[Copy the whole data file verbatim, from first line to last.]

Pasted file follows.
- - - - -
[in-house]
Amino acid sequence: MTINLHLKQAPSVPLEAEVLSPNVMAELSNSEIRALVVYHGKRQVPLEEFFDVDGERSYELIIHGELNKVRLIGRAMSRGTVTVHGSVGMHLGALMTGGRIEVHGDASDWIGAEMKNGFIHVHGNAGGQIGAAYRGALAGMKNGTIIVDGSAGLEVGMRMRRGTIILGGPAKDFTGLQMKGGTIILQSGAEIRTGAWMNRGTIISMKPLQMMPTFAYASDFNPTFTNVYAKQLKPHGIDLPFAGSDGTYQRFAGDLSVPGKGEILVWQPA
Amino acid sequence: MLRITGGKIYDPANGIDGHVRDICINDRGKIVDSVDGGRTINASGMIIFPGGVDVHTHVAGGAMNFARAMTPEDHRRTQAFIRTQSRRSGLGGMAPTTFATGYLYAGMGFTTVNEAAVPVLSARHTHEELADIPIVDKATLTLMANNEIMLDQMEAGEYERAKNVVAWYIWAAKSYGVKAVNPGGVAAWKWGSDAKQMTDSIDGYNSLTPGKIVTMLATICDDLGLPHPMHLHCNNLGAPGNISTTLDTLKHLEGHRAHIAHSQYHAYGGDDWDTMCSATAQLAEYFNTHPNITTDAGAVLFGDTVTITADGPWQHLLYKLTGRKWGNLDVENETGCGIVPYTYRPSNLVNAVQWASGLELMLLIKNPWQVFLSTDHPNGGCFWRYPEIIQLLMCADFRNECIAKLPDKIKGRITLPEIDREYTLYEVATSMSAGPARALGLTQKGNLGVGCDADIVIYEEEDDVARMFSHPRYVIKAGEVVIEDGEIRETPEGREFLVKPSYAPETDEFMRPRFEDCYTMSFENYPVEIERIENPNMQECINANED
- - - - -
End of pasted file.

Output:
[in-house]
Amino acid sequence: MTINLHLKQAPSVPLEAEVLSPNVMAELSNSEIRALVVYHGKRQVPLEEFFDVDGERSYELIIHGELNKVRLIGRAMSRGTVTVHGSVGMHLGALMTGGRIEVHGDASDWIGAEMKNGFIHVHGNAGGQIGAAYRGALAGMKNGTIIVDGSAGLEVGMRMRRGTIILGGPAKDFTGLQMKGGTIILQSGAEIRTGAWMNRGTIISMKPLQMMPTFAYASDFNPTFTNVYAKQLKPHGIDLPFAGSDGTYQRFAGDLSVPGKGEILVWQPA
Amino acid sequence: MLRITGGKIYDPANGIDGHVRDICINDRGKIVDSVDGGRTINASGMIIFPGGVDVHTHVAGGAMNFARAMTPEDHRRTQAFIRTQSRRSGLGGMAPTTFATGYLYAGMGFTTVNEAAVPVLSARHTHEELADIPIVDKATLTLMANNEIMLDQMEAGEYERAKNVVAWYIWAAKSYGVKAVNPGGVAAWKWGSDAKQMTDSIDGYNSLTPGKIVTMLATICDDLGLPHPMHLHCNNLGAPGNISTTLDTLKHLEGHRAHIAHSQYHAYGGDDWDTMCSATAQLAEYFNTHPNITTDAGAVLFGDTVTITADGPWQHLLYKLTGRKWGNLDVENETGCGIVPYTYRPSNLVNAVQWASGLELMLLIKNPWQVFLSTDHPNGGCFWRYPEIIQLLMCADFRNECIAKLPDKIKGRITLPEIDREYTLYEVATSMSAGPARALGLTQKGNLGVGCDADIVIYEEEDDVARMFSHPRYVIKAGEVVIEDGEIRETPEGREFLVKPSYAPETDEFMRPRFEDCYTMSFENYPVEIERIENPNMQECINANED